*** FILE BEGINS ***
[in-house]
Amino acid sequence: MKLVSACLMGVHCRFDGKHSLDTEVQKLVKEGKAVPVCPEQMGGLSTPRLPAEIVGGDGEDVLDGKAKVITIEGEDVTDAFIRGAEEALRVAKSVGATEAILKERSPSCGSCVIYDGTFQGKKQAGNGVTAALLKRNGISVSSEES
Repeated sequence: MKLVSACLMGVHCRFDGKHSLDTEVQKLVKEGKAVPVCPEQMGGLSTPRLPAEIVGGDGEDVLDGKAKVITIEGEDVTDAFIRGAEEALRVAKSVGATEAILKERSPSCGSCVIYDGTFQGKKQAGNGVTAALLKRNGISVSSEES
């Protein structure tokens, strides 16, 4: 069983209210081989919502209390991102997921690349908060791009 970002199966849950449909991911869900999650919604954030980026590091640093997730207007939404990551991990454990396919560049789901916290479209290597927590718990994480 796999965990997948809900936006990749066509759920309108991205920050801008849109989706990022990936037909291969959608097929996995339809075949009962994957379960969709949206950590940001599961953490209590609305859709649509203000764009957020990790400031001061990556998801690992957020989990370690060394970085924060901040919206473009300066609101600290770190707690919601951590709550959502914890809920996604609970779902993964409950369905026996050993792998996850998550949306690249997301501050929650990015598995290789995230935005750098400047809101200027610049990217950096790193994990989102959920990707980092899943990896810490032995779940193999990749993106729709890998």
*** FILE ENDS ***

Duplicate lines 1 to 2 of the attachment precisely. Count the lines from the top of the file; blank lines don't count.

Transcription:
[in-house]
Amino acid sequence: MKLVSACLMGVHCRFDGKHSLDTEVQKLVKEGKAVPVCPEQMGGLSTPRLPAEIVGGDGEDVLDGKAKVITIEGEDVTDAFIRGAEEALRVAKSVGATEAILKERSPSCGSCVIYDGTFQGKKQAGNGVTAALLKRNGISVSSEES